Equal Employment OpportunityPay and Conditions

Exploitation of Migrant Workers: A Systemic Issue

According to a report released by the Senate Education and Employment References Committee entitled “A National Disgrace: The Exploitation of Temporary Work Visa Holders” dated 17 March 2016 there are approximately 1.4 million temporary visa holders working in Australia who are covered by the national Fair Work system. Startlingly, many visa holders experience a significant amount of employment mistreatment. The Fair Work Ombudsman, Natalie James, recently observed that migrant worker complaints of mistreatment have soared in recent years, and sponsorship breaches were often deliberate acts of exploitation by unscrupulous employers. Similarly, Professor Allan Fels of the newly appointed Federal Government Ministerial Taskforce (“the Taskforce”) established to protect migrant workers commented that the exploitation of migrant workers in Australia was “systemic” and “deeply embedded in the practices of some businesses”.

In some of the worst cases of migrant worker exploitation, it has been reported that foreign workers have had their passports confiscated by employers, been provided accommodation sleeping up to eight people and forced to work from very early hours of the morning without any employment documentation. In addition they face exorbitant wage deductions for rent, food and other expenses. In another study completed in October 2016 entitled “The Economic Migration and Australia in the 21st Century”, the following findings were noted as reasons why migrant workers are vulnerable to mistreatment and exploitation in Australia:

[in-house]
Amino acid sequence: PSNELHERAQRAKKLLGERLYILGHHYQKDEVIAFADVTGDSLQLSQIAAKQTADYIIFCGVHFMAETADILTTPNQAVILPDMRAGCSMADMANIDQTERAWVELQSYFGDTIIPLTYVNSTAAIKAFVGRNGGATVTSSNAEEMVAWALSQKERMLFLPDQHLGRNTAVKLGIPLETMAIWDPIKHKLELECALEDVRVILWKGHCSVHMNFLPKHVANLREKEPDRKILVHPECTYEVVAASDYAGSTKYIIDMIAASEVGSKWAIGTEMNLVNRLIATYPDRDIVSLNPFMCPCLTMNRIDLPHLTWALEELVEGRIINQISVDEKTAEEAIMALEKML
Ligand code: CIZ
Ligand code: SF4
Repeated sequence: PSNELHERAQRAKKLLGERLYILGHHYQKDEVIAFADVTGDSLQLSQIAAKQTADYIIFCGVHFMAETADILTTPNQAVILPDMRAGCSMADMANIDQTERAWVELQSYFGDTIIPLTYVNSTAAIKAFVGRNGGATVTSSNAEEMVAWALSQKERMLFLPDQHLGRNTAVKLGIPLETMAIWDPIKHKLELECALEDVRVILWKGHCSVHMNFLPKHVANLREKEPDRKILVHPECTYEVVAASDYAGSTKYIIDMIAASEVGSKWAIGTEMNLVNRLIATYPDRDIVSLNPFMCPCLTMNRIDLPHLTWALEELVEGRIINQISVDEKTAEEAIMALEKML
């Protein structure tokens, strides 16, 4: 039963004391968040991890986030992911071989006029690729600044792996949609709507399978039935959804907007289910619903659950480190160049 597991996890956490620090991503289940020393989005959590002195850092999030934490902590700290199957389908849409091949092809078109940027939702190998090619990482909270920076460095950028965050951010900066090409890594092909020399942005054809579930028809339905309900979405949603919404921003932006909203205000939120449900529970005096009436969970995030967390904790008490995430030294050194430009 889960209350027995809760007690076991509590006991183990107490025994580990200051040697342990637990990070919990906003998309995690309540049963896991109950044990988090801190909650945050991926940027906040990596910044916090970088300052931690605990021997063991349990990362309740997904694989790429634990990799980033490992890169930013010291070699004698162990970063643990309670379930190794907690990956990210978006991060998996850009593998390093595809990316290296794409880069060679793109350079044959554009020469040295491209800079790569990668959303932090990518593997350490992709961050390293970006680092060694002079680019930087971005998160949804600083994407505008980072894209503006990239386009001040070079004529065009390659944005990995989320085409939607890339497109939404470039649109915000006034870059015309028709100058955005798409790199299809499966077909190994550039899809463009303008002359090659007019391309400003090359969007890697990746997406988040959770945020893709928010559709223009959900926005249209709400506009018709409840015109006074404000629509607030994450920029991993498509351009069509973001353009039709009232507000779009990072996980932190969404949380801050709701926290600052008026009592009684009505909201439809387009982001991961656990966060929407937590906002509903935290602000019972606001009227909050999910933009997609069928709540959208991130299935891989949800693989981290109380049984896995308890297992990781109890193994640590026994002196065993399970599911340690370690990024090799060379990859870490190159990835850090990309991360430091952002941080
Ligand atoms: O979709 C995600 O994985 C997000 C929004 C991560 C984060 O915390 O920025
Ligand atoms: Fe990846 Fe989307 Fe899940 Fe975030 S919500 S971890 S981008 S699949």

• workers on 457 and international student visas employed by members of their own immigrant country, who they may depend on for employment opportunities and information about their rights, are susceptible to underpayment of wages;
  • some visa arrangements create conditions where migrant workers can become dependent on unscrupulous employers and that discourage migrant workers from seeking redress. For example, 457 temporary skilled visa workers have limited mobility between employers in that they now face a 60-day limit to finding another sponsored job;
  • Temporary migrant workers are denied many social rights, such as public health care and student concessions which is seen to likely increase the cost of living. This in turn potentially prompts them to work lengthy hours and in some cases in contravention of visa conditions to meet the cost of living. In these situations, they are unlikely to report employment law breaches; and
  • new immigrants are not provided with information on their minimum workplace rights on arrival.